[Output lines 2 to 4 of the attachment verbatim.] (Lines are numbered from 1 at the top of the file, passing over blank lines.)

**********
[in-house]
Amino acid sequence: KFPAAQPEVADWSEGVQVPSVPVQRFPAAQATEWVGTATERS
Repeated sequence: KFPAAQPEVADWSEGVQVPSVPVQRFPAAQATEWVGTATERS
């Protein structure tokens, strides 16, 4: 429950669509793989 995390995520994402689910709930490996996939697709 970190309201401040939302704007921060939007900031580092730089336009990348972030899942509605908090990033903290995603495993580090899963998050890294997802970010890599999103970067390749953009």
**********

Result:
Amino acid sequence: KFPAAQPEVADWSEGVQVPSVPVQRFPAAQATEWVGTATERS
Repeated sequence: KFPAAQPEVADWSEGVQVPSVPVQRFPAAQATEWVGTATERS
């Protein structure tokens, strides 16, 4: 429950669509793989 995390995520994402689910709930490996996939697709 970190309201401040939302704007921060939007900031580092730089336009990348972030899942509605908090990033903290995603495993580090899963998050890294997802970010890599999103970067390749953009």